The Nature of Disease: Pathology for the Health Professions Second Edition
Book PrefaceThe Nature of Disease: Pathology for the Health Professions Second Edition
This Second Edition of The Nature of Disease (TNOD) is, like the first edition, written for a particular audience: students in the health professions.
In this edition, I combine three important features to bring students a unique learning experience.
• First, my writing style is deliberately casual. It is a narrative (storyteller) style, which is less formal than the stiff prose that populates similar textbooks. My experience shows that it makes reading and learning easier.
• Second, each chapter opens with a review of normal anatomy and physiology. Given that pathology and pathophysiology are nothing more than normal anatomy and physiology gone wrong, a brief review prepares the reader for the disease discussions that follow.
• Third, each chapter focuses on one or more case studies, which bind the material together and make it more memorable.
TNOD literally grew out of a classroom. When I joined the academic community in 1997 after a career in the laboratory business, the classroom was an alien place to me. I puzzled over the fact that the students I taught, who were of the very highest quality, still had trouble grasping the material. I began to pay more attention to the textbooks available, and learned the student perspective of most pathology texts: they are difficult to read.
Much of the difficulty springs from the fact that most pathology books are compilations written by multiple authors, each with a certain writing style and with differing views about the relative importance of things. Their style is generally formal. The text doesn’t flow, and reading is bare of enjoyment. I avoid these problems by bringing a single point of view and a natural writing style that is easy to read and remember.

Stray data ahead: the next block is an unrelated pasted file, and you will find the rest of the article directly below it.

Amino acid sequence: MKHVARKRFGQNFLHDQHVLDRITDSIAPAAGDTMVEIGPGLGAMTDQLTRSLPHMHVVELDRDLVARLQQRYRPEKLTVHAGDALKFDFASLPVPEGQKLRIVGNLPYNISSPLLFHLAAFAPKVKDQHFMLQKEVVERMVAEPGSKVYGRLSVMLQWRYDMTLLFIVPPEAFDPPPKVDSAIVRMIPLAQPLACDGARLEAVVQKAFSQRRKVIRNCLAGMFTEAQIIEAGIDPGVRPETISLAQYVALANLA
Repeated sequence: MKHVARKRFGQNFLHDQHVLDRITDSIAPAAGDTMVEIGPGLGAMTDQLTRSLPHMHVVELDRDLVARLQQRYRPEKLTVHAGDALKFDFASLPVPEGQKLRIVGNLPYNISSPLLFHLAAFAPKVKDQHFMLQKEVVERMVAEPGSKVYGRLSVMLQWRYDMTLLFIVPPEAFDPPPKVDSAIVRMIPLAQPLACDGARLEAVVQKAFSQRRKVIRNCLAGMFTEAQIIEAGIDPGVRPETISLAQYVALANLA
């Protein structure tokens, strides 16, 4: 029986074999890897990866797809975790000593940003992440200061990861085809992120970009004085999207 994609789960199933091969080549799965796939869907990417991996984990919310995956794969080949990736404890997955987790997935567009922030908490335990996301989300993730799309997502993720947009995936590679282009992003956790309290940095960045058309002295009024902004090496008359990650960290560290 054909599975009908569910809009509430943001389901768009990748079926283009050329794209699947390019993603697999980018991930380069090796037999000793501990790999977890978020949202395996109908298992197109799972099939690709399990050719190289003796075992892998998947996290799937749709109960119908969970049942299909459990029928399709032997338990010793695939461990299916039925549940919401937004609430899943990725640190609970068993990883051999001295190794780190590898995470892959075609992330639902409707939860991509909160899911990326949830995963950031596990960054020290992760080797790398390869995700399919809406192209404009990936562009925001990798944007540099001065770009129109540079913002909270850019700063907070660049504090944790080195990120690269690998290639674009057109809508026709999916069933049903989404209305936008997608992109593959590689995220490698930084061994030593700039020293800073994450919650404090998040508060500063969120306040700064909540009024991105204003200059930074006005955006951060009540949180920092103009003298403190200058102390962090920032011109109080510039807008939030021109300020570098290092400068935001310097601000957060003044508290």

Having spent much of my professional life communicating with busy physicians buried in a blizzard of paper, I know that brevity, manner, and style are the essence of written communication. TNOD adopts a deliberately casual narrative style, which served me well in medical practice. It makes reading easier, holds the reader’s attention, and enhances understanding and recall of important points without sacrificing scientific relevance.
TNOD focuses on answering the most important questions that students have about every disease— definition of the condition, its cause, how the anatomy and physiology change and evolve, how it is diagnosed and treated, and the outlook. Along the way, the text uses a number of devices to deepen understanding, retain interest, and enhance recall:
• Much of the molecular and microscopic detail typically found in similar textbooks has been eliminated. Each chapter focuses on the essentials necessary to build a broad, fundamental understanding, with supporting detail where relevant.
• New terms are boldfaced and defined at their first use in the narrative. This practice alerts the reader to the importance of the new term, which is defined in the same sentence, or the one immediately following. Terms of secondary importance are italicized.
• Selected important phrases are italicized for emphasis. For example, in Chapter 7, Disorders of Blood Cells, the following italicized phrase emphasizes the threat of colon cancer: . . . until proven otherwise, the cause of iron deficiency anemia in adult men or postmenopausal women is occult (undetected) bleeding from the gastrointestinal tract.
• The narrative is sprinkled with quotations—serious, whimsical, or humorous—to humanize the material and make the subject matter more memorable. For example, Chapter 9, Disorders of the Heart, begins with a line from country and western singer Tim McGraw’s tune, “Where the Green Grass Grows”: “. . . another supper from a sack, a ninety-nine cent heart attack. . . .” This snippet of lyric speaks volumes about the American diet and heart disease, and students invariably enjoy and remember it.
• History of Medicine boxes further humanize the narrative by presenting historical anecdotes that put in its historical perspective. For example, in Chapter 23,Disorders of Daily Life, the box titled French Food, Fast Food, Fat Food discusses the history of restaurants, the development of fast food in America, and the devastating rise of obesity in America since World War II. Study of the history of medicine makes the scienctific points memorable in a way not achievable otherwise.
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|May 25, 2018|
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